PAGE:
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Graham Beck Brut Zero 2005


Yesterday the launch of Brut Zero 2005, a new addition to the Graham Beck Méthode Cap Classique range and one of the few non-dosage bubblies in the country (not the first as I originally posted – see comments below). Cellar price: R205 a bottle.

For those unfamiliar with the term, dosage involves the addition of a small portion of sweet liquid at the end of the bottle-fermented sparkling wien production process to lend balance. Typically Cap Classique labelled ‘”Brut” will have around seven grams of sugar per litre added in this way: it doesn’t make the wine taste sweet, but merely offsets the usually very high acidity.

Bubblies without dosage are a fringe category and require that the base wine must already be quite well balanced. The Brut Zero 2005 is from 80% Chardonnay and 20% Pinot Noir and Graham Beck cellarmaster Pieter Ferreira left it on the lees for a full six years  to impart extra richness as a counterpoint to the bracing acidity. Residual sugar is required to be under 3g/l and is in fact 2.1g/l, present in the wine on account of being unfermentable. The wine shows good flavour intensity, specifically citrus and attractive yeasty, biscuity notes; it’s really fresh as might be expected while the finish is particularly long and pithy (score: 16/20).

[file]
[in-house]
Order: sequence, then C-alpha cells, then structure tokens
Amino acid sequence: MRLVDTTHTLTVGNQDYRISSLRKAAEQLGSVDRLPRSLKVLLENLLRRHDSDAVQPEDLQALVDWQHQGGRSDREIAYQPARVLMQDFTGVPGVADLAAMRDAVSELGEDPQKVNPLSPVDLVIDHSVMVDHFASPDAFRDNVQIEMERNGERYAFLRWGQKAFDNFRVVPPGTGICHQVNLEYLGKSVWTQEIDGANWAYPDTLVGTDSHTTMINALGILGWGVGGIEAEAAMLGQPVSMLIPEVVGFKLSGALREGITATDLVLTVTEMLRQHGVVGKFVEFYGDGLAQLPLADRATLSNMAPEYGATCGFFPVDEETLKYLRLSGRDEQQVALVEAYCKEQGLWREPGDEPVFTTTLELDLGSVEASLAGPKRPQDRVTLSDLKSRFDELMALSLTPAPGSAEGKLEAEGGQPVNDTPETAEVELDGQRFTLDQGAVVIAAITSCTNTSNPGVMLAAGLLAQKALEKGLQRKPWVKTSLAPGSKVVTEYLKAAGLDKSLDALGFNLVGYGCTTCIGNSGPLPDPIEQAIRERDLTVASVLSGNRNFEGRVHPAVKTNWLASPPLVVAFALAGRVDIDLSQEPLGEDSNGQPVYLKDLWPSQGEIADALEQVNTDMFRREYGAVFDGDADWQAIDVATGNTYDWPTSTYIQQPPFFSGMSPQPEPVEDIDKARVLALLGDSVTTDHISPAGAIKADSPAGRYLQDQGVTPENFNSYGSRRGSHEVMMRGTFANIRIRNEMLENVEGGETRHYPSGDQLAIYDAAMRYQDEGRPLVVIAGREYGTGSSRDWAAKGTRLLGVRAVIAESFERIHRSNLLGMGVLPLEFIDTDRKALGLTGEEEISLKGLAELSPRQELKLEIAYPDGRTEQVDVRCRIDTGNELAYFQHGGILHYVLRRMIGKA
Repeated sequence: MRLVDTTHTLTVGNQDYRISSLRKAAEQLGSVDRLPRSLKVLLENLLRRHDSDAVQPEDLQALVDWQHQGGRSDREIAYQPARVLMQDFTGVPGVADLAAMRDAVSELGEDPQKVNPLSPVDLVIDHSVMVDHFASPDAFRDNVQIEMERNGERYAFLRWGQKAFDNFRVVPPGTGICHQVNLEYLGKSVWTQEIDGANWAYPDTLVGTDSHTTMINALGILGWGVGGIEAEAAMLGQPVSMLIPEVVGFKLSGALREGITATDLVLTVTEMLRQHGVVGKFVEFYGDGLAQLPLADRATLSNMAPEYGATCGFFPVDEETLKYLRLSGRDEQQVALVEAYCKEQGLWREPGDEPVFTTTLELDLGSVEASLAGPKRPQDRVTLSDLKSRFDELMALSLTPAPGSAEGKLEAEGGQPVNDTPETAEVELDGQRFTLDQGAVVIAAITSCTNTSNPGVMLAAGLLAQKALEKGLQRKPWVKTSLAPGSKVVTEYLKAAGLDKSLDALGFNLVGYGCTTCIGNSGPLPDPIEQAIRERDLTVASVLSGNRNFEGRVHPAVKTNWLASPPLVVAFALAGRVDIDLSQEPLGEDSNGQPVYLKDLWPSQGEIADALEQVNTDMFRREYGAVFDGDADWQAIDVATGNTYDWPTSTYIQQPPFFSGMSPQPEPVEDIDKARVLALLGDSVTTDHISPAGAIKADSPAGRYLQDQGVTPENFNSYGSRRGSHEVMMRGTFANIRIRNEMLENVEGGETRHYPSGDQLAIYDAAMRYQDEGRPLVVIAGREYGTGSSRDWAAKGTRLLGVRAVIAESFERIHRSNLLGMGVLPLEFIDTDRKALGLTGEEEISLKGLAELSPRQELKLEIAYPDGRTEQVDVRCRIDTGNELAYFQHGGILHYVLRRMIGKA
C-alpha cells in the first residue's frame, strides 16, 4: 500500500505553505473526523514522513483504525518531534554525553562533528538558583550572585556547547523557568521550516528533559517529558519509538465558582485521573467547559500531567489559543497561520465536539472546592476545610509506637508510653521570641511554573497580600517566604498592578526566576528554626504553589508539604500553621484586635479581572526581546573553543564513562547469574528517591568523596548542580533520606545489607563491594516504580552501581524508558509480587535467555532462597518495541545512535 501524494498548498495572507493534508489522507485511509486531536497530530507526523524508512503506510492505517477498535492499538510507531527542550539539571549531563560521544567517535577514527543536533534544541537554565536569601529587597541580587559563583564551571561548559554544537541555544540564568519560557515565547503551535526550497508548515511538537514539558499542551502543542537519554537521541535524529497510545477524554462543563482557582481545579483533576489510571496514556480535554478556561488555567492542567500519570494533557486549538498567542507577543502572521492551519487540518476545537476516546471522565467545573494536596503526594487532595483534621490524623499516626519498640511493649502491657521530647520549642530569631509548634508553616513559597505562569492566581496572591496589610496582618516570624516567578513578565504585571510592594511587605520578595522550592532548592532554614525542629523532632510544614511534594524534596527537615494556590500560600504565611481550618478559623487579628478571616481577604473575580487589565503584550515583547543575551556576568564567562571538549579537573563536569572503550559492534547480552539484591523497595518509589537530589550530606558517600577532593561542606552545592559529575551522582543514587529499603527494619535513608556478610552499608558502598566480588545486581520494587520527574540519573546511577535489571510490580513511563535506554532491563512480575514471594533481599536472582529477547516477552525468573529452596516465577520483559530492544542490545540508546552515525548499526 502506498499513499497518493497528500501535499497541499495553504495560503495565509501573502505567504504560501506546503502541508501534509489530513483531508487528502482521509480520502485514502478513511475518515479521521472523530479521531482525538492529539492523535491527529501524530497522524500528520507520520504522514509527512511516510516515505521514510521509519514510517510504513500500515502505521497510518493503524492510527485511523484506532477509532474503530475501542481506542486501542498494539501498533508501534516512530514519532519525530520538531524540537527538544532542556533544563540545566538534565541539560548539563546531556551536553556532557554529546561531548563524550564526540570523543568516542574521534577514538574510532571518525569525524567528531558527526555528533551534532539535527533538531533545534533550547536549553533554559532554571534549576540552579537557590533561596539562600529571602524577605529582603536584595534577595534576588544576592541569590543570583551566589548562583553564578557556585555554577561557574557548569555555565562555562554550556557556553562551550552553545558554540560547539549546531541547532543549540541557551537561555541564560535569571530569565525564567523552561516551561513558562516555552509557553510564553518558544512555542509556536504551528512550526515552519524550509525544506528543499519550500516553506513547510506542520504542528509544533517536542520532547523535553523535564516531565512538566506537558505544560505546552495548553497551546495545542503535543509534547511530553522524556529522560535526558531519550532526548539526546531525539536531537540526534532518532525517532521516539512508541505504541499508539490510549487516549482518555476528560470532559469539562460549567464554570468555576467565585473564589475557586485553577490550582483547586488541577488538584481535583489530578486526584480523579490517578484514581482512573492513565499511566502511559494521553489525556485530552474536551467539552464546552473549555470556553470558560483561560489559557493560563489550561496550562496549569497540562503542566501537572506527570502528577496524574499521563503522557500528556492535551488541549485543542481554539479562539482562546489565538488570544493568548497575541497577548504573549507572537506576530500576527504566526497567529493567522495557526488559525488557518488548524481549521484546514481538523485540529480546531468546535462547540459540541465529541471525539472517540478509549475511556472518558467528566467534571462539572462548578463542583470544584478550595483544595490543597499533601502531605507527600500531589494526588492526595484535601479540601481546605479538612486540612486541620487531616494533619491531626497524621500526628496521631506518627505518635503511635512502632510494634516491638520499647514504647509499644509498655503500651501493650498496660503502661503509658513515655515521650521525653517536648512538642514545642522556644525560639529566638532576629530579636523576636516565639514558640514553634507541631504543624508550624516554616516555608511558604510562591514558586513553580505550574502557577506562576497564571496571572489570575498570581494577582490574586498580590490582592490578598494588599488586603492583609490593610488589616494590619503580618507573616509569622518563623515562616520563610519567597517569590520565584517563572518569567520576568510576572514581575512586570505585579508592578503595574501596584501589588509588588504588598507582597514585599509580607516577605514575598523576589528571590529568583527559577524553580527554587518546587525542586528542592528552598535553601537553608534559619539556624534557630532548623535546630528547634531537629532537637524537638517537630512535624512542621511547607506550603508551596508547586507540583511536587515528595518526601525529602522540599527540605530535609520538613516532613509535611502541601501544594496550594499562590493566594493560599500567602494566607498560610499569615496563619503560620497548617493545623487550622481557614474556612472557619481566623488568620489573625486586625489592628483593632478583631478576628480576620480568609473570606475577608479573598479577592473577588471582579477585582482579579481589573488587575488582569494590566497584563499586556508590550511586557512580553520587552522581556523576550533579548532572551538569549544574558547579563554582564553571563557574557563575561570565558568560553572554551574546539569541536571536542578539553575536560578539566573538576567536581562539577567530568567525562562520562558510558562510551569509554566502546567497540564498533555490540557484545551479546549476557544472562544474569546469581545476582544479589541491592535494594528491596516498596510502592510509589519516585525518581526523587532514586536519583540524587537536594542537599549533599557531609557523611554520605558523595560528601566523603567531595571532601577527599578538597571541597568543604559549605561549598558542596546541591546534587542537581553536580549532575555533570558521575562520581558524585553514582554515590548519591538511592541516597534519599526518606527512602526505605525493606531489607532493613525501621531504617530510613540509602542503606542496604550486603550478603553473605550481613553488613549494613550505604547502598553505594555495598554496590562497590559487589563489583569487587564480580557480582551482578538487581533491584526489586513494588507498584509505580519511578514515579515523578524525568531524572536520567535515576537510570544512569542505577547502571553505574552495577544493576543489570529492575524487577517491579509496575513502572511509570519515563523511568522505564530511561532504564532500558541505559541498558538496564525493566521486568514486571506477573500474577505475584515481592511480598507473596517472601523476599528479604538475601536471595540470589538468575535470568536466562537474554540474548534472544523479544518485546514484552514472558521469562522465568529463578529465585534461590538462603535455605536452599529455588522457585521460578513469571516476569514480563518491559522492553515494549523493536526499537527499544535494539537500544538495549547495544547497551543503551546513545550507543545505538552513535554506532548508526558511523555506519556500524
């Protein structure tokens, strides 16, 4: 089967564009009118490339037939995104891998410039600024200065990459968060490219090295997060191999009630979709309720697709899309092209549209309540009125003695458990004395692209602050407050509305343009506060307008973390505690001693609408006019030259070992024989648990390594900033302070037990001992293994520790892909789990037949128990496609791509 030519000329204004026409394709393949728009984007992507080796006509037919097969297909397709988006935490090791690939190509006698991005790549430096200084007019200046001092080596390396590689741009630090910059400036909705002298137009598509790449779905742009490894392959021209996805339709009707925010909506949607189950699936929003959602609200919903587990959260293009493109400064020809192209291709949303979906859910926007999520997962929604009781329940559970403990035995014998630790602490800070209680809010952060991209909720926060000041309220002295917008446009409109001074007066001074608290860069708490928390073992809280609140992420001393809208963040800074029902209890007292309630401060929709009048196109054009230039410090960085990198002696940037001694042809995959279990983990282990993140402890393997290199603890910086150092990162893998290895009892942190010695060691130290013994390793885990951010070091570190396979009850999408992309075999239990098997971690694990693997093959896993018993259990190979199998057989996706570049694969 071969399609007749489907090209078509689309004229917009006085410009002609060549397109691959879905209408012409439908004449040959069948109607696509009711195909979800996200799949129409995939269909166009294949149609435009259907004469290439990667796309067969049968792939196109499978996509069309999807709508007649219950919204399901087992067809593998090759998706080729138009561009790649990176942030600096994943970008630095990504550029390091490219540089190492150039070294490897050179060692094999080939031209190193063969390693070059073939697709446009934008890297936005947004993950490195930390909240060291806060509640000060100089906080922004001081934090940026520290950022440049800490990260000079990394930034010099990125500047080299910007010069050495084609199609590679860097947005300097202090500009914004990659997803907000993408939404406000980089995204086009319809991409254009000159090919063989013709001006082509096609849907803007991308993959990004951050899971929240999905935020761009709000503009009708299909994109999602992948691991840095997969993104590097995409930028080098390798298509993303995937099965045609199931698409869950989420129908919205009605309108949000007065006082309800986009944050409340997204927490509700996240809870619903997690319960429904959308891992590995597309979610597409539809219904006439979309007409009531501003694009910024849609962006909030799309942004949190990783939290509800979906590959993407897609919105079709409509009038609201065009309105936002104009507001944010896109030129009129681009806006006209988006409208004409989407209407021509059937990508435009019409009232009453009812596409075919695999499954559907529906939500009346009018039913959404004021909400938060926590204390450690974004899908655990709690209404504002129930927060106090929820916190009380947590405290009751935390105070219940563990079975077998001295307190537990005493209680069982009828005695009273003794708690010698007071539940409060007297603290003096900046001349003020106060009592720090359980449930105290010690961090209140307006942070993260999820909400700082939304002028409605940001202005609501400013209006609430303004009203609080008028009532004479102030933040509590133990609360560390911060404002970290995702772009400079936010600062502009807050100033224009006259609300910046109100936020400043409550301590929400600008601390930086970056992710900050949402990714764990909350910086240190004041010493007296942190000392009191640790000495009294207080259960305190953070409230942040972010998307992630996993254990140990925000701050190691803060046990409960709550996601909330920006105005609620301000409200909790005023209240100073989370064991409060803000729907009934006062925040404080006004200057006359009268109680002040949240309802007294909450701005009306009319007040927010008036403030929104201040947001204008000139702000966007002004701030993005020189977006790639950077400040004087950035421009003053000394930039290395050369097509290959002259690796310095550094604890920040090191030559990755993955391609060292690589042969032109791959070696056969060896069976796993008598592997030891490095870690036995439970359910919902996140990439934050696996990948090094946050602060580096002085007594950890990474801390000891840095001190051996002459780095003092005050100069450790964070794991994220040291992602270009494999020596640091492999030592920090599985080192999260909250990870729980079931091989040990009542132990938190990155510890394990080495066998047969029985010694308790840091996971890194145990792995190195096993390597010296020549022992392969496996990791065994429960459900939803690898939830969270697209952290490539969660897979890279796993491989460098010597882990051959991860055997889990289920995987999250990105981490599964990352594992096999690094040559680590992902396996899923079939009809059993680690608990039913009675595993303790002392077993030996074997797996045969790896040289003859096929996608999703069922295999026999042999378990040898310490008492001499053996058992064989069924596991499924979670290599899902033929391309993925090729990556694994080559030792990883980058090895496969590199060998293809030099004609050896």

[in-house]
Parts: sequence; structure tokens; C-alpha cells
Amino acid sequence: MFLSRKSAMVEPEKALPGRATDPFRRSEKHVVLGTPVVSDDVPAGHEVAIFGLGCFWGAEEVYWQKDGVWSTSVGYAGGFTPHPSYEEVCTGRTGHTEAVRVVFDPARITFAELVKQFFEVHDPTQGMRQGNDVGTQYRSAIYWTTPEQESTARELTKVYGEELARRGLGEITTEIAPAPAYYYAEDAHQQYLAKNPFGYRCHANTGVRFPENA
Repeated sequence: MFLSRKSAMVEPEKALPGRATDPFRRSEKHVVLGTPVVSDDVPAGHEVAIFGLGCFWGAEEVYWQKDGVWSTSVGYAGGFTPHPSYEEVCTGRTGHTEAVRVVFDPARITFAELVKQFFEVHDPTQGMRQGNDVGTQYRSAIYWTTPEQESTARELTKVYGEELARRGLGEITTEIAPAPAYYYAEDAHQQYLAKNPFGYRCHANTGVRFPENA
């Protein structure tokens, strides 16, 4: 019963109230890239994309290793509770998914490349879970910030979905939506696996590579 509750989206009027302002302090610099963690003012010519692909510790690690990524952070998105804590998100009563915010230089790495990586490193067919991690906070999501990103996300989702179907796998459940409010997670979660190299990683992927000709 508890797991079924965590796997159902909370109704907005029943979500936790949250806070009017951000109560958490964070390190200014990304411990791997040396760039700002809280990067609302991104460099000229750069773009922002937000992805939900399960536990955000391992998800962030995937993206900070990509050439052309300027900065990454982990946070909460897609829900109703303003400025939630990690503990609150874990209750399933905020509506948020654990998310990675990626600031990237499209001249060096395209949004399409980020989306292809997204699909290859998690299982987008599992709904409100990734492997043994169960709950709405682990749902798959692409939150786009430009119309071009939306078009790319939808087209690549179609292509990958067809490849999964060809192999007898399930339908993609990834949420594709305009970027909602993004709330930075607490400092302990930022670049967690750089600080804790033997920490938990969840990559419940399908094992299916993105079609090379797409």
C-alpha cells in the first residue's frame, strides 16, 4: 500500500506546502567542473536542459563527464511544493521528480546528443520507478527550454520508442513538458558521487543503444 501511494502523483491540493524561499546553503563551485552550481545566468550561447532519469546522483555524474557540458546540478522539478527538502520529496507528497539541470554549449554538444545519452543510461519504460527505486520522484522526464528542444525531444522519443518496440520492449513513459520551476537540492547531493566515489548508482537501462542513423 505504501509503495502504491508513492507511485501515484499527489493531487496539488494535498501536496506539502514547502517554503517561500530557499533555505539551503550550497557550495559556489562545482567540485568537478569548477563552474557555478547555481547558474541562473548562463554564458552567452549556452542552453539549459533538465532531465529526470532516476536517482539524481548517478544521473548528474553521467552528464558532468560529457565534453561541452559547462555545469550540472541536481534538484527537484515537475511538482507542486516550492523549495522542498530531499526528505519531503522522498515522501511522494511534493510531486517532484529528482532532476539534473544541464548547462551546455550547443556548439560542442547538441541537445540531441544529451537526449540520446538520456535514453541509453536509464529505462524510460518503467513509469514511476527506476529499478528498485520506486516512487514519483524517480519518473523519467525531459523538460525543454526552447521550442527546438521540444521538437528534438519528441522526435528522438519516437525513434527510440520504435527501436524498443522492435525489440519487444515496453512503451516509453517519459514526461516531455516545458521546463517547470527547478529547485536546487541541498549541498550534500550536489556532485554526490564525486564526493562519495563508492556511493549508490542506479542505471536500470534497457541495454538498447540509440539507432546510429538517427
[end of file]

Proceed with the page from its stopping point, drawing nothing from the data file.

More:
Food match? Le Quartier Français’s Margot Janse paired it with a slightly smoked oyster with cucumber, granadilla and chourizo which was very clever although I think a platter of the molluscs, fresh and unadorned could work quite nicely, too.


  1. Wasn’t Cabière’s Pierre Jourdan Brut Savage the first non-dosage bubbly in the country? Villiera has also been making their Brut Natural for quite some time. There are others too, like High Constantia’s Clos André.

  2. I stand duly corrected. Don’t drink the Pierre Jourdan wines very often so the Brut Savage slipped my mind, and genuinely did not know that Villiera Brut Natural and High Constantia Clos André were non-dosage. The style certainly has its followers and the observation might be made that the producers in question could afford to make a bit more of a fuss accordingly.


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